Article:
2013 or 14 Subaru Outback 2.5L CVT - Page 7 - Fiberglass RV


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Old 05-28-2014, 09:54 AM   #85
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Originally Posted by Carol H View Post

Yup the head gasket issues were suppose to be a thing of the past & not common to the year of my Outback or so they say.. LOL... funny enough only one I have had the problem on is the new one. LOL
Forgot to mention that I still like Subaru despite the issues with my latest one and even more so since Subaru USA has decided with some encouragement that due to the fact that my current Outback has only recently gone off warranty and the relative low milage - 60,000 US miles on it that they will contribute towards that the cost of the new head gasket.... which helps a little.... not that I blame Subaru for the issues I have had.... blame myself for pushing the towing spec envelope a little to far for to long ...
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Old 06-12-2014, 12:25 AM   #86
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I have a 2011 OB CVT 2.5 L and I am a newbie to the fiberglass towing world. I know my tongue weight is limited to 200lb and the 1 7/8 ball hitch is also limited to 2000 lbs. What I don't know is if my 2011 has a transmission cooler in it? Is that what you said above? Also what are my limits for weight in the car? Is their light suspension in the 2011s as well? I will be loading up the back of the car - somewhat. I do have electric brakes on the Trillium 1300 1975.

Oh ya - and I want to load about 100 lbs of bikes on the hitch (a bike rack that attaches to the hitch (in between the ball and the car). I want to make sure I don't trash my car. I am about to embark on a 1200 mile trip LA to Canada. Any insights???
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Old 06-12-2014, 07:22 AM   #87
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My OB CVT was built in 06/2011 and it does not have a transmission cooler. They did have transmission coolers in 2010 but at some point stopped using them before mine was built. The 2010 & 11's have a soft suspension and later model OB's came with a larger stiffer rear stabilizer bar to prevent roll and the slushy ride. Subaru had a heavier stabilizer available which many people upgraded to in the earlier models. Check out the OB Owners Forum for details.
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http://www.subaruoutback.org/index.php
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Old 06-12-2014, 07:43 AM   #88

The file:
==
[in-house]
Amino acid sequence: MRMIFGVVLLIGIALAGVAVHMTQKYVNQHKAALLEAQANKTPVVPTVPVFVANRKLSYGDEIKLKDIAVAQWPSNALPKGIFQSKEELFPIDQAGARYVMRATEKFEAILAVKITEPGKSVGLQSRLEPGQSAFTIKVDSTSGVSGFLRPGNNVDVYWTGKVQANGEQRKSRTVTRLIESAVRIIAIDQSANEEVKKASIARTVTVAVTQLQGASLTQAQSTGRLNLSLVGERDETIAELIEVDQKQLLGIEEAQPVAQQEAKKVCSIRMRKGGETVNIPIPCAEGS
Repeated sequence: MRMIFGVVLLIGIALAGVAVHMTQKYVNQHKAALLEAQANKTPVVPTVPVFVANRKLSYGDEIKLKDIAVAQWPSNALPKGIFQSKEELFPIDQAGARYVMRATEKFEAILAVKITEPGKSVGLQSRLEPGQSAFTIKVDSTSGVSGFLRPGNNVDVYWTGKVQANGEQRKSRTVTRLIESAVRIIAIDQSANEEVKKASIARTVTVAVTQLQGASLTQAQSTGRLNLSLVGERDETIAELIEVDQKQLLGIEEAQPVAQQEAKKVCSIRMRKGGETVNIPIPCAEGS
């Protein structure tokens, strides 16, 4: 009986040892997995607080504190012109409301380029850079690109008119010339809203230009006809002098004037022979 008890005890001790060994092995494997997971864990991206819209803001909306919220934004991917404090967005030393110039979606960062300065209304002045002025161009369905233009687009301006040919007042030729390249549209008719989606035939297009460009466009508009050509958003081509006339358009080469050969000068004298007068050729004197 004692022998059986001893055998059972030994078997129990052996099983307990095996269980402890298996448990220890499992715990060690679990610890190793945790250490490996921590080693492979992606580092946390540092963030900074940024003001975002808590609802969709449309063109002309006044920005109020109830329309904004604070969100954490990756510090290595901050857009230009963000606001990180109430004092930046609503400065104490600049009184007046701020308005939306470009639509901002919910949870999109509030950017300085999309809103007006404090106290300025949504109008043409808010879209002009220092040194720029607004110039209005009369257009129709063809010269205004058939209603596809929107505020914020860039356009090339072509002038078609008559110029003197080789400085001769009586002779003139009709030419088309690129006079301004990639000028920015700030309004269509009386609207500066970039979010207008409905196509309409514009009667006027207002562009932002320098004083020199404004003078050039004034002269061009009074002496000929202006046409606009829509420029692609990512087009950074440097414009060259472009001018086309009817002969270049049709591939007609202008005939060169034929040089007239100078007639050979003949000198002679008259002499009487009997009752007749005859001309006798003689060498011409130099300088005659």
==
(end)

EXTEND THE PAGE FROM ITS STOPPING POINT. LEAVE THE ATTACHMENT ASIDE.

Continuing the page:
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RE: Post #86
That bike rack sounds like a BAD idea. Extending the hitch increases the effective tongue weight on the vehicle and adding another 100 lbs will put you well over that limit. And "Loading up the back" won't help either. Remember, your O/B isn't a moving van.

Here are one set of numbers from an on-line site. It sounds to me like you will be doing what they call "Hard Towing", and see the transmission service note. Fresh oil today is a lot cheaper than transmission repairs in Oregon.

Outback
2012, 2011, 2010, 2009, 2008, 2007, 2006, 2005:
4 cylinder 2.5i, XT- 2700 pounds with trailer brakes,1000 w/o brakes,
Hard towing 1350lbs
CVT transmission- if towing replace the CVT oil 24855 miles
6 cylinder 3.6L, 3.0L: 3000lbs with trailer brakes, 1000 w/o brakes, hard towing 1500lbs

Again, refer to the manual for your vehicle.
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Old 06-13-2014, 12:47 AM   #89
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Thanks Eddie and Tom for your quick reply. Your suggestions made me investigate further. I called my Subaru dealer and spoke with a mechanic who is an expert in towing. He said the weight numbers are written by lawyers and the cars can actually do much more. Off the record of course. SO my concern is not so much with my 2000 lb trailer and gear weight. I think I will be fine. I did look into the bike rack options and possibility of transmission problems. The mechanic agreed with the DO NOT use the extended hitch bike rack (thx Tom) but he said installing hitch on the back of the trailer would be fine as long as I work to make sure the tongue weight is at a good place. Lastly - he was not concerned about the transmission being a problem unless its a very hot day on a steep incline. His suggestion was to turn off the AC until you get over the incline. I thought that was a great suggestion - he explained why but I cant begin to reiterate the details.

Thx for your insight. I will keep you posted on the results of my almost 1300 mile trip with new/old Trillium.
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Old 06-13-2014, 02:43 AM   #90
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Hi AB, first welcome to FGRV, you will get many answers to your questions from members with a whole lot of expirence with towing.....everything.
Second I'll throw out a few things to you after 45 years towing, private and commercial. Since you are new to this, I would recommend two things for you to concider. A few short 100 mile camping trips to see how what you are concidering carrying preforms with your set up. The trip you state making is a long one with not really knowing how things will work with your combination. Forget the bikes, maybe rent some at your destinations instead. Others will jump in soon.
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Old 06-13-2014, 06:15 PM   #91
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Originally Posted by venicetrioLA View Post